The right shotgun is also very reliable. Pump shotguns in particular have a very simple manual of arms, are easy to operate, and are not prone to failure, even with minimal maintenance and lack of regular cleaning (not recommended, but it happens).

                    Pump action shotguns are quite inexpensive, and are readily available. The classic pump shotgun is the Remington 870 series, either in the Wingmaster configuration, or the cheaper Express model. I often see police trade-in 870s for sale at gun shows for $200 or less. They usually have scratches and cosmetic issues, but rarely show any serious wear. Even a new 870 can be had for under $300 in many configurations. For home defense I would recommend an 18 or 20 inch barrel, for ease of handling in tight spaces. While the common bead front sight will do, you may want to consider holding out for, or upgrading to, a barrel with actual rifle sights. Eighteen inch replacement barrels with rifle sights are available from several sources, and most shotgun barrels are easily interchangeable by the user. Many other accessories can be added, like replacement stocks, extended (high-capacity) magazine tubes, and more. For a weapon mounted light, I recommend the SureFire lights that replace the forend stock and are easily activated with the support hand. You may also want to consider adding the proper hardware for mounting a sling, which can be very useful if you have to transition to a handgun or otherwise free up your hands.
                    Remington 700 7MM ultra Mag
                    Remington 1187 12Ga
                    Remington 700 50cal black powder
                    Winchester 190 22lg
                    Sprinfeild XD 40
                    Glock 22
                    Kimber eclipse 45

                    When the people fear the government there is tyranny; when the government fears the people there is liberty!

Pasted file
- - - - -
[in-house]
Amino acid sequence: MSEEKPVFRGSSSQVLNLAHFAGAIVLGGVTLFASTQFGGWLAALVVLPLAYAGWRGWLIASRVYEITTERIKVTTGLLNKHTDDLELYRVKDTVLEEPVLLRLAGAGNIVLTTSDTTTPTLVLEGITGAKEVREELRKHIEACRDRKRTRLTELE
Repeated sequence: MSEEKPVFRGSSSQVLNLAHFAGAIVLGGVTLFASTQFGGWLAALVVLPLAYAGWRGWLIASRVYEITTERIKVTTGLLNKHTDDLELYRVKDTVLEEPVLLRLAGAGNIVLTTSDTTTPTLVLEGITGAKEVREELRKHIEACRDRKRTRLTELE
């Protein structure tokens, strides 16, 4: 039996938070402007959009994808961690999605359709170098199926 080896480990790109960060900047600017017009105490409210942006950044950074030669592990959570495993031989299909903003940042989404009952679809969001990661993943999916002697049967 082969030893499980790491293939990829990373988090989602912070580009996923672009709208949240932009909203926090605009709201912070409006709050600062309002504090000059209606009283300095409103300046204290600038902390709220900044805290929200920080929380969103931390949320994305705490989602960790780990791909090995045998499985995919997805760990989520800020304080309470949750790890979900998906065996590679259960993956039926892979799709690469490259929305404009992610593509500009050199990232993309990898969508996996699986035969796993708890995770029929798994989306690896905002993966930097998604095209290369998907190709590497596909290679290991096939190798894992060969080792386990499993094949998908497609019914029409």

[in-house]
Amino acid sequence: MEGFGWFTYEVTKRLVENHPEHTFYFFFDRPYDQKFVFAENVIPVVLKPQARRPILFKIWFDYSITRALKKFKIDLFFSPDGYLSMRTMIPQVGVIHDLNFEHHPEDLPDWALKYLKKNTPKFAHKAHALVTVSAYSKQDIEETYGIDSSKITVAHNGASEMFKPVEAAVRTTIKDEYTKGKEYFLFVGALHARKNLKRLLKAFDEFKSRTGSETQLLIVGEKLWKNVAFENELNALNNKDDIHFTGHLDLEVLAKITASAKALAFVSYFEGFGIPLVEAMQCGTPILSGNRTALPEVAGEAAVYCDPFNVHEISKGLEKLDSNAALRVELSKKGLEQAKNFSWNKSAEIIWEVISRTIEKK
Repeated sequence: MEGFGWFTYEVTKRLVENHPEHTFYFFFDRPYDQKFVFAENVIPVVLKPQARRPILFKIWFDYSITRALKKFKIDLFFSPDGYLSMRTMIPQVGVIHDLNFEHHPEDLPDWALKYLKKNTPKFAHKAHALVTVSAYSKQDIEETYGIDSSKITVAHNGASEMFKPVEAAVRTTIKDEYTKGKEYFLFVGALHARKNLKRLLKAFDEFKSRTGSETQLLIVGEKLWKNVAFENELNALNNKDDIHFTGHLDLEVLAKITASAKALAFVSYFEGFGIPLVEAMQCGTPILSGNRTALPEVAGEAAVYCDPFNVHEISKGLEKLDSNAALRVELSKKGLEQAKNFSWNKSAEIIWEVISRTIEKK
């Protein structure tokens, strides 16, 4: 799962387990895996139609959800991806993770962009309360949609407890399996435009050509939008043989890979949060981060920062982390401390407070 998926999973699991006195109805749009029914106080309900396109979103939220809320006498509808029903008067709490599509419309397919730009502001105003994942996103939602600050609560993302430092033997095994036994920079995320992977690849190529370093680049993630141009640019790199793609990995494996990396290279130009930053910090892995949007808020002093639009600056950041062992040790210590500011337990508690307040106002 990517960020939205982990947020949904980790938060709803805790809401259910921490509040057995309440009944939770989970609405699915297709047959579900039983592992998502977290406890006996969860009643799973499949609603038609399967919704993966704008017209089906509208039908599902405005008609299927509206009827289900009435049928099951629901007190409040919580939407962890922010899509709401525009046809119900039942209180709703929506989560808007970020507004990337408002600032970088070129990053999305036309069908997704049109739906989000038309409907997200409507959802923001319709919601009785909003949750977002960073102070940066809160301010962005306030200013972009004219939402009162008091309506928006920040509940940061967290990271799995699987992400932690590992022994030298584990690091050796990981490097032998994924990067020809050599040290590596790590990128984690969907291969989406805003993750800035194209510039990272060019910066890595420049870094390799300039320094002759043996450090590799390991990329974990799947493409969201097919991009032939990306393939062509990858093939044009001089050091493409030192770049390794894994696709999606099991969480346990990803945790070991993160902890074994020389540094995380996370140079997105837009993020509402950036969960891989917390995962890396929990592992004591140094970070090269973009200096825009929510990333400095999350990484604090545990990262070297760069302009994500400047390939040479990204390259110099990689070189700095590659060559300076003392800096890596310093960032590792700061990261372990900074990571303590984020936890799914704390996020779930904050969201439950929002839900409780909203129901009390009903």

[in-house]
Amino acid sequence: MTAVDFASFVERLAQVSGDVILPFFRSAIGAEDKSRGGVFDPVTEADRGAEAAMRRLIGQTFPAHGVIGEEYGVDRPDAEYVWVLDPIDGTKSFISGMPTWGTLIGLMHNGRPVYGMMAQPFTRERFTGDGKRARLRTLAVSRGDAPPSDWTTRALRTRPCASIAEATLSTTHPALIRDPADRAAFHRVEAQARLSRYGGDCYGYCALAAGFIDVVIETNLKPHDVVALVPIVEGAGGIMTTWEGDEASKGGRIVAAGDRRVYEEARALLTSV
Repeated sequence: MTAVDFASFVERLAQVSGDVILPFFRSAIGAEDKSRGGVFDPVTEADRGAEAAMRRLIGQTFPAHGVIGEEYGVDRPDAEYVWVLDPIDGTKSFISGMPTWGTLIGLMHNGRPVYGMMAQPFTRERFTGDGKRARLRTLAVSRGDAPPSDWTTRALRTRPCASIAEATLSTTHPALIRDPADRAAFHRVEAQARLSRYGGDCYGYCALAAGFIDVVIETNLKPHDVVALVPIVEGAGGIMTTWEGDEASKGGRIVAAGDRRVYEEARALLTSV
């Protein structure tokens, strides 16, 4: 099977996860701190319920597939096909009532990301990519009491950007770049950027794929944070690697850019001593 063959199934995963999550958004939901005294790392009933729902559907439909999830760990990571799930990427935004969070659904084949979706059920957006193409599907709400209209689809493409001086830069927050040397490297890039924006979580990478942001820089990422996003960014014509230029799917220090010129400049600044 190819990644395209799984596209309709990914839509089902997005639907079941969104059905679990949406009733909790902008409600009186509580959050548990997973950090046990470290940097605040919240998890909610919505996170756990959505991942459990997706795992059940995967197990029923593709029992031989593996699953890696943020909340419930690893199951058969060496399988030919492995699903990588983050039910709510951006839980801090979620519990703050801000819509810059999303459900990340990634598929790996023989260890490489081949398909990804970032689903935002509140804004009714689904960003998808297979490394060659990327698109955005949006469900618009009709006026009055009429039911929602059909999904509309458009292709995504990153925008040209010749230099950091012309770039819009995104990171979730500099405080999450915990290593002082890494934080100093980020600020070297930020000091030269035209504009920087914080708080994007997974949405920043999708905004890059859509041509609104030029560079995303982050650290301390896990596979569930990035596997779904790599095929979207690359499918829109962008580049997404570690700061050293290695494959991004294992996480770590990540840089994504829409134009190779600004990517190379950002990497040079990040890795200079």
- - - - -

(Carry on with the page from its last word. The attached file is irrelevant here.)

• #11
                      Whatever. :rolleyes:


                      • #12
                        Shotgun Opinions

                        Now I own a few. I generally feel that a good shotgun in 12 bore is pretty darn versatile. None of mine are tricked out with fancy side saddle thing a ma jiggers, the fancy flashlight mounting doo-hicky, or the teloscoping stock with lazer sites. My are all pump actions in 12, 20 or 410 and have a 24-28 inch barrels. You can load them with slugs for shooting large game, buck shot for 2 legged predators, or #7 shot for a tasty dinner of squab or doves. However, I would agree with Mick, in that they are not ideal for any sort of combat situation. I would prefer my FN/FAL for that, but hopefully will never have to find out.
                        Last edited by Rustyshakelford; 09-11-2008, 06:37 PM. Reason: Crappy spelling on my part


                        • #13

                          I have a SGT 870 a lot like Infidel's (far right pix).
                          I still prefer my original SGT K9 (I'm a dog guy) 11-87 though.
                          They have their place, and their place is mine.
                          USE OF DEADLY FORCE AUTHORIZED


                          • #14
                            Originally posted by Diesel View Post
                            What do you guys think makes the best home defense / tactical shotgun?

                            You guys like the Mossberg 590?
                            I like the Mossberg 590 myself. I had my gunshop locate the military version which has all metal parts (which is the trigger guard and safety IIRC). Add a Knoxx Spec-Ops Stock and you have quite a great shotgun!


                            Someday someone may kill you with your own gun, but they should have to
                            beat you to death with it because it is empty.

                            The faster you finish the fight, the less shot you will get.


                            • #15
                              Originally posted by Zombie Axe View Post
                              I like the Mossberg 590 myself. I had my gunshop locate the military version which has all metal parts (which is the trigger guard and safety IIRC). Add a Knoxx Spec-Ops Stock and you have quite a great shotgun!
                              That is EXACTLY what I have been looking for also
                              WHAT IF THE AMERICA YOU KNEW, WAS ABOUT TO CHANGE?